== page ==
Going too deep into el-Hajj Malik el-Shabazz’s push for Black nationalism is an absolute “no” because it just might inspire Black people to take control of our own social, economic and political apparatus, crippling white capitalism. Textbooks and teachers will play it safe and tell our kids that Malcolm X was a preacher (they may or may not include his religious affiliation to Islam because of how divisive the world has made it) who said “By any means necessary” without even explaining what that meant. And, they won’t tell you that el-Hajj Malik el-Shabazz and Malcolm X are actually the same person and how that came to be.
I didn’t learn about Fred Hampton in school, but telling us about how he organized all of these oppressed groups with the truth of how our conditions align might just risk the chance of me or someone else leading the charge in building a diverse coalition of revolutionaries.
And hell, the architects of public education probably even second-guessed telling us about Dr. Martin Luther King’s push for equality. But since his philosophy was rooted in non-violence, they allowed for more in-depth teachings about his advocacy. Maybe they considered him a safe negro.
So [pullquote]God forbid Black kids be educated and emboldened to rise up against these unjust, racist and tyrannical systems that oppressed their great, great grandparents, everyone that came behind them and does the same to them.[/pullquote] That would certainly be a wrench in America’s plan to keep us “in our place” and “under control.”
Oh, and don’t let poor white people find out their skin color doesn’t give them the same privileges as rich white people. Because in case they thought so, I’m here to tell the “Poors” that classism is indeed a thing.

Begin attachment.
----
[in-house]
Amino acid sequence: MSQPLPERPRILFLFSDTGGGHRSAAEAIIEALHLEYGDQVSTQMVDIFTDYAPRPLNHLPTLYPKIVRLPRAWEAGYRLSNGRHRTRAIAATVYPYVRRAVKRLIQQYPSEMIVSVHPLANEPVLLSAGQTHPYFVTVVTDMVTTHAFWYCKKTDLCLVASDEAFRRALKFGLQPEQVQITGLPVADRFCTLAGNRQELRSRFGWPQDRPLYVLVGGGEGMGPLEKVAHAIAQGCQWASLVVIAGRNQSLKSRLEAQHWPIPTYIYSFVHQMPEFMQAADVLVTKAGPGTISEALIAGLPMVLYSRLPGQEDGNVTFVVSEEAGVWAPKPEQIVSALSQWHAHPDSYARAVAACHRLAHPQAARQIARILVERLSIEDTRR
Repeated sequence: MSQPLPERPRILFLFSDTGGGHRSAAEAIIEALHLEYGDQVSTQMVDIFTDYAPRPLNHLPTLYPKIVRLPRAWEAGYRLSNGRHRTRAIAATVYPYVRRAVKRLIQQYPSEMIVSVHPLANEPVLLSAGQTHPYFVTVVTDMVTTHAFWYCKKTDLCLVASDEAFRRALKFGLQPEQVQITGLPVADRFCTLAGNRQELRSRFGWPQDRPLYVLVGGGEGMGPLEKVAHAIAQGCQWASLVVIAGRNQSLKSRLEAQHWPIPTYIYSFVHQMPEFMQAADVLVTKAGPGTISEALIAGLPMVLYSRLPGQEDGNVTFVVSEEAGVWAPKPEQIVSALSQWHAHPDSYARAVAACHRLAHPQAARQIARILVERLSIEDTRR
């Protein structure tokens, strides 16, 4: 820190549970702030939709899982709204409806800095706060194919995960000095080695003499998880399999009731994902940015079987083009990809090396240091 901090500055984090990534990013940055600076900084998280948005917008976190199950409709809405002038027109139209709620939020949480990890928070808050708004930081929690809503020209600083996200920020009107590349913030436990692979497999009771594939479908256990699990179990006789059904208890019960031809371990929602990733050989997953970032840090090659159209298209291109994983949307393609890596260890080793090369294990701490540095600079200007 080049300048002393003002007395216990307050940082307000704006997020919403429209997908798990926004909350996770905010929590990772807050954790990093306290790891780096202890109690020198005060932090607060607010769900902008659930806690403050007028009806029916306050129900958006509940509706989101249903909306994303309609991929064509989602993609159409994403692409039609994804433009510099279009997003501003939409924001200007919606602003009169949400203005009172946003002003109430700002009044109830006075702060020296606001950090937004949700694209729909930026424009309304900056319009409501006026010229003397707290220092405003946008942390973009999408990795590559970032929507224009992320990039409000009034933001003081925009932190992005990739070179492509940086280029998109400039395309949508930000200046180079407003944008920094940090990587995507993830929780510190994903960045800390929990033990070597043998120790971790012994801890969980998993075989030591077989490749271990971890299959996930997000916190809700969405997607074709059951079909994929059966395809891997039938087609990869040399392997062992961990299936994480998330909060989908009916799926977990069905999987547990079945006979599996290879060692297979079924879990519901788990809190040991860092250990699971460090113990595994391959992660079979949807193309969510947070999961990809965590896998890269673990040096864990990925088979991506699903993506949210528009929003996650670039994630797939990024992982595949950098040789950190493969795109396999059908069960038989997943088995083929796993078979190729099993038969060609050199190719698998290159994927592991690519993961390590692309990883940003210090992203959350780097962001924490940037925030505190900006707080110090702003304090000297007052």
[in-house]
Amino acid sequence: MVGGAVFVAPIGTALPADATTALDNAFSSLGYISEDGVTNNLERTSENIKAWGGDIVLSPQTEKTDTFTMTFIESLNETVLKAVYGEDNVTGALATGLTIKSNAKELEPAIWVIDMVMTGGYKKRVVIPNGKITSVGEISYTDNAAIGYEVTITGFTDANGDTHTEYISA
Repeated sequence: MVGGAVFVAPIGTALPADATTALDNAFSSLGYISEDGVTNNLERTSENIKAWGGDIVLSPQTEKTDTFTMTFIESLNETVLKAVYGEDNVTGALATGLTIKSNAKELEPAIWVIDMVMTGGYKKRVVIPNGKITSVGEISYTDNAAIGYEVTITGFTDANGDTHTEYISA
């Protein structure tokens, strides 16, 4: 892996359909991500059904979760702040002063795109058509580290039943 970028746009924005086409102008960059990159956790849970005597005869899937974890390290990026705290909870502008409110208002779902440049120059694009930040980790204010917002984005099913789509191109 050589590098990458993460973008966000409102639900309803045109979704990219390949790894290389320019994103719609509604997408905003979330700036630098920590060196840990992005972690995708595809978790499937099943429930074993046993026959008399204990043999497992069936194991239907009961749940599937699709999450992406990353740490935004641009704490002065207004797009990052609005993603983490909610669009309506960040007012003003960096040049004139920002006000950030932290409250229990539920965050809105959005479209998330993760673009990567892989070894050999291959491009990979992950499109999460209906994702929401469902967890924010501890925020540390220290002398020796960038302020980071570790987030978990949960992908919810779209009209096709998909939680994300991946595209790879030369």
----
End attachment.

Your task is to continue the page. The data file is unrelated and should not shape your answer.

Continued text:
The shade is, during and post slavery, white elitiists did everything in their power to keep their poor bretheren politically and economically disenfranchised by also denying them access to education.
Masterless Men shows that, rather than united by a shared commitment to slavery, the antebellum white South was deeply divided by class. Poor whites in this era “were directly prevented from enjoying many of the privileges of whiteness.” Most lived in shoddy housing, suffered from poor diets, and found work opportunities to be low-paying and unreliable. In addition to these everyday realities, the book is filled with striking examples of their mistreatment by the antebellum legal system, which she argues was “primarily structured around incarcerating poor whites.” At the extreme end, she provides vivid descriptions of poor whites sold into indentured servitude or subjected to harsh corporal punishment by both legal and extralegal forces.